Saving California's Golden Grasslands

Photograph by John Krzesinksi via Flickr

The natural beauty of Northern California's grasslands is a paradoxical thing. There is little that is natural about it.

For many years, this caused no end of consternation. Early explorers, missionaries and ranchers were unsettled by constant fires set by Indians to keep grasslands open, producing seeds and attracting wildlife. In more recent times, environmentalists have battled to get rid of cattle, which brought new grass species to California, pushing aside native plants in almost all of the state's grasslands.

Those emerald green hills of spring and summer golden waves of windswept beauty? Turns out they're an impure product of human history. But in the Bay Area, ranchers and environmentalists are coming "full circle," in the words of rancher Scott Stone, to fully embrace this paradox and work together to ensure that these "working landscapes" continue to work.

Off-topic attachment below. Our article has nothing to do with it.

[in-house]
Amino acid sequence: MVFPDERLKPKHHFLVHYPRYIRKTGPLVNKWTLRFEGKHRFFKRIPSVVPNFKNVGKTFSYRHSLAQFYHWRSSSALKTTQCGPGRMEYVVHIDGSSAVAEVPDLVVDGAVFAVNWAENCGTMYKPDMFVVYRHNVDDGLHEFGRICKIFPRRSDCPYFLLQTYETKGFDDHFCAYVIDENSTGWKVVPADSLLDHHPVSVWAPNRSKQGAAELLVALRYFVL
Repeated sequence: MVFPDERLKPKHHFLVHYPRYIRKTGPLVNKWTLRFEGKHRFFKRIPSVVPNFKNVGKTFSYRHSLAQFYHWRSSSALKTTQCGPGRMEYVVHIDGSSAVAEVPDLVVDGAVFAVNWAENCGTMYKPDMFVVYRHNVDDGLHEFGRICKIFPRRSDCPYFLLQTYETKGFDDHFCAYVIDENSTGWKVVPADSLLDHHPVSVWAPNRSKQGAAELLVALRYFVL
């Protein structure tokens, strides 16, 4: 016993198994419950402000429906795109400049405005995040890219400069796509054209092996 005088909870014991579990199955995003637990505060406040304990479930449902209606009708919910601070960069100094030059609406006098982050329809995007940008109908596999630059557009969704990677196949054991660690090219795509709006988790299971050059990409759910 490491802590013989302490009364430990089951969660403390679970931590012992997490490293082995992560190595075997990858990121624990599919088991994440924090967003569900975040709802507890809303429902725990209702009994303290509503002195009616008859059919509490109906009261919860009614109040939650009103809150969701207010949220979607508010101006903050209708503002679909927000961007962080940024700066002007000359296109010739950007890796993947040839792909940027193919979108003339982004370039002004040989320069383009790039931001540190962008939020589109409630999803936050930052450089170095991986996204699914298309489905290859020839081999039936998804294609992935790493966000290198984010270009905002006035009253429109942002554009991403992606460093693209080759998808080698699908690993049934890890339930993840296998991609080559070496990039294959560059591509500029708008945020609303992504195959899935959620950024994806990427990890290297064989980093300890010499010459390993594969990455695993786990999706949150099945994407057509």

Post new comment

The content of this field is kept private and will not be shown publicly.
This question is for testing whether you are a human visitor and to prevent automated spam submissions.